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Reynolds tackles challenging conversations

An education summit brings stakeholders together to discuss how the district can improve


When Rob Saxton saw Oregon’s high school graduation rate was at 68 percent — the fourth lowest in the nation — the state deputy superintendent of education just about choked.

“People want to know who’s responsible for the education of our children,” Saxton said. “Is it the superintendent? The deputy superintendent? The student? The principal, parent, teacher, bus driver, guy who owns a business downtown or the Legislature?

“The answer is yes. You have to make it your own personal responsibility and declare in your mind it is no one else’s.”

Saxton

Saxton spoke before about 200 Reynolds School District parents, students and staff during an education summit Thursday, Feb. 28, urging participants to unite and change the system.

During the three-hour event, the multipurpose room of Reynolds High School was filled with spirited conversation — touching on race and economic disparities — as stakeholders pored over four questions related to the mission and vision of the district.

Participants spent 18 minutes answering questions from the district with each table of six to eight reporting back in the last half of the summit.

Responses compiled during the summit will be posted on the district website and incorporated into district planning, said Superintendent Linda Florence.

Florence

“I came to the district July 1 and had a vision I shared with many of you,” Florence said. “Each and every child needs to be prepared for a world yet to be imagined. We don’t know what this world is going to look like by 2025, but if we look at scores and outcomes, we’re not meeting it right now. You’re here to help us take the next steps to ensure every child gets the education he or she deserves.”

Florence described Reynolds as a district of five municipalities with great diversity, yet great challenges to overcome.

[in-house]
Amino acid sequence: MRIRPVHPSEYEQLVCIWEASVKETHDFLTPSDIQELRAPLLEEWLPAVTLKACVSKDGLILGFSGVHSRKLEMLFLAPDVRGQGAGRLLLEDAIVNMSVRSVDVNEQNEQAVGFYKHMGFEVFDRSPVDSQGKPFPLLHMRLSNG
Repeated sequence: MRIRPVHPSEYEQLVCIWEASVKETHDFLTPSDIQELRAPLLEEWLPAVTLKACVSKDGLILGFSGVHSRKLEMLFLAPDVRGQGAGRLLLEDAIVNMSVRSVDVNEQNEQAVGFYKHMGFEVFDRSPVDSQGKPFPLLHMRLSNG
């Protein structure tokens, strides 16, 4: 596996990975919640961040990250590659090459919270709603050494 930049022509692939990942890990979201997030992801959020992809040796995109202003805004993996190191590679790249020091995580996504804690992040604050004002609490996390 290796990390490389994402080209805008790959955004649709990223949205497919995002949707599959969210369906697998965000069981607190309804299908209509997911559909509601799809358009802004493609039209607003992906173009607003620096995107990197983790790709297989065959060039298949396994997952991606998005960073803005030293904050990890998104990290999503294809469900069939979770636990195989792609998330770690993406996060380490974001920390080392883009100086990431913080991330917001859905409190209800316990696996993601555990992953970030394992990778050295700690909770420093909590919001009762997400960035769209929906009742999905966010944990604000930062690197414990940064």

With a 2010-11 school year graduation rate of 48 percent and a 2011-12 rate of 58 percent, the district has made a leap, but it’s still 10 percent behind the state level.

“Your system is perfectly designed to get those outcomes,” Saxton said. “Tonight we’re visioning to design a new system so that you can reach 68, 88, 98 percent graduation rates.”

Saxton presented Gov. John Kitzhaber’s educational goal called 40-40-20, which calls for 100 percent of high school students to receive a diploma. By 2025, the state is aiming for 40 percent of high school graduates to enroll in a four-year college, 40 percent to enter an associate degree or trade program, and the remaining 20 percent of graduates to join the work force.

He also described how the state is looking at education as a kindergarten through college model instead of separate levels, trying to transition students more smoothly from elementary to secondary to higher education.

“You cannot keep the system that you have,” Saxton said. “You have to change to get a different outcome.”

Saxton also presented statewide graduation rates for students of color, saying the state needed to close the achievement gap. Statewide, the graduation rate is 56 percent for Latinos, 54 percent for African-Americans, 53 percent for Native Americans and 55 percent for Asian or Pacific Islander students.

After the table discussions and sharing, Florence said the summit was a great way to gain momentum for the district. She said more events will be held in the future.

“It’s urgent we create a climate of equity for each and every child, no matter his or her background, economic status, culture, religion, ability, gender or race,” Florence said. “We need to put supports in place to be prepared for the next step.”

Diego Hernandez, a 2005 Reynolds High School graduate and school board candidate, said the summit was a step in the right direction for the district.

“We’ve been through a lot of challenges, and something like this was needed,” Hernandez said. “We have a lot of moving forward to go through in trying to get on the same page.

“I think the questions on the survey were really impactful. There was a sense of inclusivity having conversations about the issues and the diversity in our community.”




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